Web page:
Gardens, Plants, And Ecology

Sustainability: Gardens, Plants, and Ecology

Kristie Kay
Sabrina Peterson
Kelli Rusinsky

NOTE: Many images have been removed for copyright infringement.

The topic that we choose to work with is sustainability with a focus on gardens, plants, and ecology. The reason that we choose this topic is because sustainability is important for the future of life on Earth, which should be important to all of Earth’s occupants. Students will be helping our future environment, so it is very important to teach them about sustainability and how to plant their own gardens. Our overall goals are for the children to understand how and why plants create sustainability including photosynthesis, local food sources, and gardening.

Photosynthesis and Respiration

  • Ask children for their ideas and prior knowledge about photosynthesis.
  • Describe the process of photosynthesis and why it is important to our environment.
  • Provide an example of photosynthesis by placing a plant in a glass container full of water in direct sunlight and observing the bubbles of oxygen that are being released from the plants and rising to the surface.
  • Children will learn about the photosynthesis and respiratory cycle.
  • Children will engage in physical activity in order to see that humans require a lot of energy and need the process of photosynthesis in order to respire. Students will learn this through experimentation. (Students will be breathing hard after physical activity.)
  • Children will complete a respiratory and photosynthesis cycle worksheet.
  • Children can color their worksheets if they would like to do so.

Seed Life:

  • Children will learn the cycle of plant life starting from a seed and ending in a vegetable/fruit/flower/plant.
  • Children will observe different seeds and seed sprouts under the microscope in order to compare and contrast between them.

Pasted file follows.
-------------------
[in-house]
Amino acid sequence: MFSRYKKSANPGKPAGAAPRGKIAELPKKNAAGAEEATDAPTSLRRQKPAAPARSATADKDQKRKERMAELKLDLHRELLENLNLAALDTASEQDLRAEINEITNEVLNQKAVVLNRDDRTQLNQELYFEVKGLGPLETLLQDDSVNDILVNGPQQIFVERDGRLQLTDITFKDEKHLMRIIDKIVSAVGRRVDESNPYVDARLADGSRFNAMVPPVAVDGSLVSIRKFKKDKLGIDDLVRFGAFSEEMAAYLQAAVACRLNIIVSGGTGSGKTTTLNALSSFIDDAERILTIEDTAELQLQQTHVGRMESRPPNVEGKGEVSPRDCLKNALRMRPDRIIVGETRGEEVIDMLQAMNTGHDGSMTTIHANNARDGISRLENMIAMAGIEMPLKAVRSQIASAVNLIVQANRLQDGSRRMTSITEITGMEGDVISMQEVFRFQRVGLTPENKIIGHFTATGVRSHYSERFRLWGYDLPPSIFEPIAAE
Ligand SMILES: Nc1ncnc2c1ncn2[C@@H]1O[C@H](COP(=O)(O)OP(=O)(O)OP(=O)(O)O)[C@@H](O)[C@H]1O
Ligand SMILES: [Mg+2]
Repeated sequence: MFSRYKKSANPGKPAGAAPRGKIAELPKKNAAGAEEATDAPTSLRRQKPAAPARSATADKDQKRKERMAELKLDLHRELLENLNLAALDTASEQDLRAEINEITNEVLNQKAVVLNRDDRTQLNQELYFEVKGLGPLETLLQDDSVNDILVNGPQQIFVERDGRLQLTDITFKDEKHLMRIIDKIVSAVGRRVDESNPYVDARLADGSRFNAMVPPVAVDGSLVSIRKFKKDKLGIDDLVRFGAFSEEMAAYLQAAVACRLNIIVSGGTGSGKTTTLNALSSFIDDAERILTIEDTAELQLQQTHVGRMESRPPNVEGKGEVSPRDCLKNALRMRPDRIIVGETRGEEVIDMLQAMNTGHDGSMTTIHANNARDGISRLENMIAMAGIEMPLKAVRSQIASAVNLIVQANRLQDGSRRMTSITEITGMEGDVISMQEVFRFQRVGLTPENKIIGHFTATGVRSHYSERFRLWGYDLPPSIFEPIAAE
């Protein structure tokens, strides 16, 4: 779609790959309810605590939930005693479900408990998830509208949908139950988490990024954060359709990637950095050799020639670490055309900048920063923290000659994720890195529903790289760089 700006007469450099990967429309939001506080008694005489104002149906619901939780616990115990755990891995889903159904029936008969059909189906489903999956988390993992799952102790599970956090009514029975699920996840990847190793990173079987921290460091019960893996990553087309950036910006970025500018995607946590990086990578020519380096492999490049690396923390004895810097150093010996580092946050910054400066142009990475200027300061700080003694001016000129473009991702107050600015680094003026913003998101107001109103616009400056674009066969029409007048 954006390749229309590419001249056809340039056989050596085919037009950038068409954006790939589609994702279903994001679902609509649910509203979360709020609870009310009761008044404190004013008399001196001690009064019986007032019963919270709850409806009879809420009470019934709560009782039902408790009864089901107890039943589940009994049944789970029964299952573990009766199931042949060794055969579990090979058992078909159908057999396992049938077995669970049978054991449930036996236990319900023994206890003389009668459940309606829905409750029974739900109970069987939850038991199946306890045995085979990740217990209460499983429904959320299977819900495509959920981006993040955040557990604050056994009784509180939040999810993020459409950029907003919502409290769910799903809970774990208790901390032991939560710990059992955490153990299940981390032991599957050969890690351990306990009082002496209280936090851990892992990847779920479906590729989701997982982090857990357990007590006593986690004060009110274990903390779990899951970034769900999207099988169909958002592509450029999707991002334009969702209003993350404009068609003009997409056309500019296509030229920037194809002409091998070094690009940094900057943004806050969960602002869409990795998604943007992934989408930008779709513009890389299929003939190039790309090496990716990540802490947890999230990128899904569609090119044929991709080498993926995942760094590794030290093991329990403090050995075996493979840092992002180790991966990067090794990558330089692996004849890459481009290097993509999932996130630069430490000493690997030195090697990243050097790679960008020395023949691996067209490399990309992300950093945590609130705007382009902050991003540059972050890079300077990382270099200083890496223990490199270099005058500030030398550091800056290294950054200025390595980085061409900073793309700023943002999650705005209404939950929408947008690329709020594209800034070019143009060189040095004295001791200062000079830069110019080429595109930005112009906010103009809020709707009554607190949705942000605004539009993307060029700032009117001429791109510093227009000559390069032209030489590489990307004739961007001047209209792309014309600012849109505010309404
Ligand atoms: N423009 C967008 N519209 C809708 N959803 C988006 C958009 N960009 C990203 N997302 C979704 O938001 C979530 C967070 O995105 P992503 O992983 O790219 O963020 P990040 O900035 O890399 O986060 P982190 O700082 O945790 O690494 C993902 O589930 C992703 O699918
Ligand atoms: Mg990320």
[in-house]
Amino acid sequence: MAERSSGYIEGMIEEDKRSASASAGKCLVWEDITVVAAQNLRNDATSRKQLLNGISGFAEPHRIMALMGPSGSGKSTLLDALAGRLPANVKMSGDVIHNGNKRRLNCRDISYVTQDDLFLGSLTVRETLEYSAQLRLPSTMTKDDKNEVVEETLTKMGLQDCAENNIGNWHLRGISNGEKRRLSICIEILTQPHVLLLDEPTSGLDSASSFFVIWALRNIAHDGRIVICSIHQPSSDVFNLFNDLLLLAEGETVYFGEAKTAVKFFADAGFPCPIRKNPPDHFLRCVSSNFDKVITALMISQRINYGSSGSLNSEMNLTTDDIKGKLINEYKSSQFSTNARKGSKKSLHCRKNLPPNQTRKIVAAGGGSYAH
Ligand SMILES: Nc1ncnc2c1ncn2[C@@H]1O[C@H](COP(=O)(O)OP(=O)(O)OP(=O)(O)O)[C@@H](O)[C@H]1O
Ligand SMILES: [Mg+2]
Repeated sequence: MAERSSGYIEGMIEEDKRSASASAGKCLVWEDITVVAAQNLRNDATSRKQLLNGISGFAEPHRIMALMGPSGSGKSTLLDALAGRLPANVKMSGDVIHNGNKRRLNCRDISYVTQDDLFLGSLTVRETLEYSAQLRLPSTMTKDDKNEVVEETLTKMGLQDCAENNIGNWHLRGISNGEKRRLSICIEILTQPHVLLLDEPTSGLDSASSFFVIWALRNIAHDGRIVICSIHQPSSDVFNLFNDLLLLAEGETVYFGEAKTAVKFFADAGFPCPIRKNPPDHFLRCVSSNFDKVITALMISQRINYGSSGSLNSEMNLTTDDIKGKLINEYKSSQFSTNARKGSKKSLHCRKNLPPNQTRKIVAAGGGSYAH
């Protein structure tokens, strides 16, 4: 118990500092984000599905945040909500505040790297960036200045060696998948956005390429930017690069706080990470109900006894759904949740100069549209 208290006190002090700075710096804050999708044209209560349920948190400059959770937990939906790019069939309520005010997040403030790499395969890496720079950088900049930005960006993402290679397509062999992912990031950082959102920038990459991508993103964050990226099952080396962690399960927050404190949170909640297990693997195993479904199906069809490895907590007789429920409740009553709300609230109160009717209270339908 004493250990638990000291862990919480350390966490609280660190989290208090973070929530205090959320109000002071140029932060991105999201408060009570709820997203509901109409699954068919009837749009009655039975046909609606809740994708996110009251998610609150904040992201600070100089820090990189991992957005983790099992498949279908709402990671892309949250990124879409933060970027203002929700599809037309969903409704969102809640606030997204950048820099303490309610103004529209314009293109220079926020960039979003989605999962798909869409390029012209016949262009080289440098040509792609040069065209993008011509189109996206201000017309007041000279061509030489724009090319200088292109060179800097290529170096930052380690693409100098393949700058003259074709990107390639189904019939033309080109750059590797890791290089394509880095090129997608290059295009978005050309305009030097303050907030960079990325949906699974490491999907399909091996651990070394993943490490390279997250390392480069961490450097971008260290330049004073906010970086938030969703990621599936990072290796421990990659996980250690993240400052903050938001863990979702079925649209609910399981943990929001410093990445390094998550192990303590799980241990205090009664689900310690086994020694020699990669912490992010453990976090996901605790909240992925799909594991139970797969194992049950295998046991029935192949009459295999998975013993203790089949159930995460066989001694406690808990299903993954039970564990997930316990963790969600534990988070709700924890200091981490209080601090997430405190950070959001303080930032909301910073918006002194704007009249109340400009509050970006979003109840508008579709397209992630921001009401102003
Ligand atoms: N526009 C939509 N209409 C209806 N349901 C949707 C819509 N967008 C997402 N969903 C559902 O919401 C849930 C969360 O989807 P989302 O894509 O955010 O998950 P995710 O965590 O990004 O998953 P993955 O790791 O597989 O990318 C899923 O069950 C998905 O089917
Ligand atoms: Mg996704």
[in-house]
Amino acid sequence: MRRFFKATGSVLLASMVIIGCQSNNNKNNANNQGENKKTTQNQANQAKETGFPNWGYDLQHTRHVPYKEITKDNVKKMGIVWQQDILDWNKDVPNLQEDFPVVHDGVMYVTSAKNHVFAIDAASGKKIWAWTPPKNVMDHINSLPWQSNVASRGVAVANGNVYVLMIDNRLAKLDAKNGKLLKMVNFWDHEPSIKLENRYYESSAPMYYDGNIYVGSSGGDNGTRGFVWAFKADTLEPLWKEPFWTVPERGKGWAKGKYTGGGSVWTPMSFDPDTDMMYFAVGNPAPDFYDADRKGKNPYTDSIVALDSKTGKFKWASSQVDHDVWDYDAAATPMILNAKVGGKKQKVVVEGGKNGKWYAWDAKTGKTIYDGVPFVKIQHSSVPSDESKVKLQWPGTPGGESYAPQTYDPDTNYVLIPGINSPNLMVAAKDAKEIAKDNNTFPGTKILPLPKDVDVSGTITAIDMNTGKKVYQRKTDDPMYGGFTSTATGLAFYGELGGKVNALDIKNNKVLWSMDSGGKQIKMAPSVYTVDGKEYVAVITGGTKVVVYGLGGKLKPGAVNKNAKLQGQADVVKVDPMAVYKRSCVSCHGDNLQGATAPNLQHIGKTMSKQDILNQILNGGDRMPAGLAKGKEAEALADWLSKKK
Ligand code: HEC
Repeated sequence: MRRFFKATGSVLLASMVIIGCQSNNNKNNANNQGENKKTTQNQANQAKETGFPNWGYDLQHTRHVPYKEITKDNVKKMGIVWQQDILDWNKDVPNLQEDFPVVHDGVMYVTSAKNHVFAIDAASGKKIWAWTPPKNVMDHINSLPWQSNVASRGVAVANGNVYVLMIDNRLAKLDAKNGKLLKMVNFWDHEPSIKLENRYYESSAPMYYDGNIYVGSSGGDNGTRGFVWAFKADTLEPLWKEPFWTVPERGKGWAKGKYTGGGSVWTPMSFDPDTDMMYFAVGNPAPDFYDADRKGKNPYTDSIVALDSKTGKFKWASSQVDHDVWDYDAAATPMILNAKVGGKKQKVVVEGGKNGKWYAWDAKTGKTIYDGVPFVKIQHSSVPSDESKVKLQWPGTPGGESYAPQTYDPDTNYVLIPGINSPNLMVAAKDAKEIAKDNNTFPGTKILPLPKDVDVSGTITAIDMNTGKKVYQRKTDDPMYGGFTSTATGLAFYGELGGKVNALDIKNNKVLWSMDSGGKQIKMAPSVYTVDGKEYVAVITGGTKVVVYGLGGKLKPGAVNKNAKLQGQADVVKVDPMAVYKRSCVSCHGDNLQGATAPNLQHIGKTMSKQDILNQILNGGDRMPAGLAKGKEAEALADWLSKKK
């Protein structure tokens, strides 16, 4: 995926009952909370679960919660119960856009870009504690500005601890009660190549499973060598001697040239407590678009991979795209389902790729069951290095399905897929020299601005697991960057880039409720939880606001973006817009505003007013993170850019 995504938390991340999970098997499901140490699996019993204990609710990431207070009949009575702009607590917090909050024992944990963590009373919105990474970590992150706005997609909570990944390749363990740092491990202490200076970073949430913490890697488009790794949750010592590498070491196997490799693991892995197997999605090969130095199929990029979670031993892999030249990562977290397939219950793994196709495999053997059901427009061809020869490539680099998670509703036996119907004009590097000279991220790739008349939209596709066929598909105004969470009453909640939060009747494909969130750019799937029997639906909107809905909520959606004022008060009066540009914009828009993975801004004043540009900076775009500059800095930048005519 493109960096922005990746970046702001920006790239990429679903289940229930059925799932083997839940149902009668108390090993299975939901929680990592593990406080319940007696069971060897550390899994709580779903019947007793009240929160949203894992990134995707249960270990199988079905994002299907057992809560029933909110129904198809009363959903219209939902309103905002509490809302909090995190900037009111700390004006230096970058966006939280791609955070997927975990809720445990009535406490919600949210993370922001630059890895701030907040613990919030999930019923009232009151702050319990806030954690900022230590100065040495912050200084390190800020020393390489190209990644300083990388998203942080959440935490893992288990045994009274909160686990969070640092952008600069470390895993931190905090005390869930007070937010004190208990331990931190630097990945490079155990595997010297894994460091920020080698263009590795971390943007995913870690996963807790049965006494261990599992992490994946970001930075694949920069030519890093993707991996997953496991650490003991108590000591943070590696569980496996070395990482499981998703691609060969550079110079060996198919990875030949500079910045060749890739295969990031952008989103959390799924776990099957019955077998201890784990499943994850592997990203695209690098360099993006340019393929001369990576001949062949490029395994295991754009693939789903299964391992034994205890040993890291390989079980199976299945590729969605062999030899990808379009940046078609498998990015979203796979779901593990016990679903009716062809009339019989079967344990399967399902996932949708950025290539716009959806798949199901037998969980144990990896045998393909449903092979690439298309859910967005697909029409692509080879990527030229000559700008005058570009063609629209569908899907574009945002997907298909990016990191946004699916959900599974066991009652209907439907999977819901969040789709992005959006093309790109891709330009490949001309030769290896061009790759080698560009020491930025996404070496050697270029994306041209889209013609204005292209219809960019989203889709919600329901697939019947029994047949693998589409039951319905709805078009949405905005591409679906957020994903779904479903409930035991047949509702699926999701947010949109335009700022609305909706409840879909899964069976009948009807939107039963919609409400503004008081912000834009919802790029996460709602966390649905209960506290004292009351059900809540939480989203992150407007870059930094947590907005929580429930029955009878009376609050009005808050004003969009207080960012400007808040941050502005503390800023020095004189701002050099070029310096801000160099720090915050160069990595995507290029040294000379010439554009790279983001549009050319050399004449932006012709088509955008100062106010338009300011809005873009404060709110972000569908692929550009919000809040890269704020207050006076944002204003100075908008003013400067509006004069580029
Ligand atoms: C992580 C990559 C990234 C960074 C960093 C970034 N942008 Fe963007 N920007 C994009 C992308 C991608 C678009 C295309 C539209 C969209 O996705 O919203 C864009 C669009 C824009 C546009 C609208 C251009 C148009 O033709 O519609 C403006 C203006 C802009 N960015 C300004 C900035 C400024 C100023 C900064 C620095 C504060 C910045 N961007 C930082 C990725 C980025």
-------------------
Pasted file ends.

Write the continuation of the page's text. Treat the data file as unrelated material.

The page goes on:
• The students will play a game in which they match the seed sprouts to the correct vegetables.


  • Children will select 1-3 seeds to plant and take home with them.
  • Children will learn how to care for their plants including water, soil, and sunlight.
  • The different areas in Flagstaff to get fresh fruits and vegetables will be discussed along with how buying locally reduces the impact on the environment from shipping.
  • Children will be able to taste freshly grown produce from Flagstaff.

Photosynthesis and Respiration

Children will be expected to learn the cycle involving photosynthesis and respiration.
Information that children will learn:
The process by which plants make food is called "photosynthesis". The word "photosynthesis" is made up of two words:
1. "photo" = light
2. "synthesis" = putting together
Plants take in carbon dioxide from the air and water from the soil; put them together (in the presence of light energy and chlorophyll) to produce sugar (glucose) and oxygen.

Chlorophyll is the green pigment found in plants. Both chlorophyll and light energy need to be present for photosynthesis to take place, but they are not used up in the process.

Thus, the process of photosynthesis can be represented as follows:

carbon dioxide + water →→→→→ sugar (glucose) + oxygen
light energy

Like all living things, plants need oxygen to release energy from food for their own life processes. In other words, plants need to respire. Respiration takes place all the time- day and night. During respiration, plants take in oxygen and give out carbon dioxide- the gas taken in and the gas given out is the opposite of photosynthesis! In other words, plants give out oxygen during photosynthesis and take in oxygen during respiration. Some of the sugar produced during photosynthesis is used by the plant for its life processes (such as growing and reproducing); the excess is converted mainly to starch and stored in various plant parts which may be used as food and energy by animals and humans. Oxygen produced during photosynthesis replenishes the oxygen that was used up by living things during respiration. This cycle of photosynthesis and respiration maintains the balance of carbon dioxide and oxygen on earth.

Photosynthesis Respiration
Occurs in the presence of light (and chlorophyll in plant cells) Occurs at all times in cells
Requires energy (light) to make sugar (glucose) Releases energy from sugar
Complex substances (sugar) are formed from simpler ones. Complex substances (sugar) are broken down into simpler ones.
Carbon dioxide and water are the raw materials. Carbon dioxide and water are the waste products.
Oxygen is given out. Oxygen is taken in.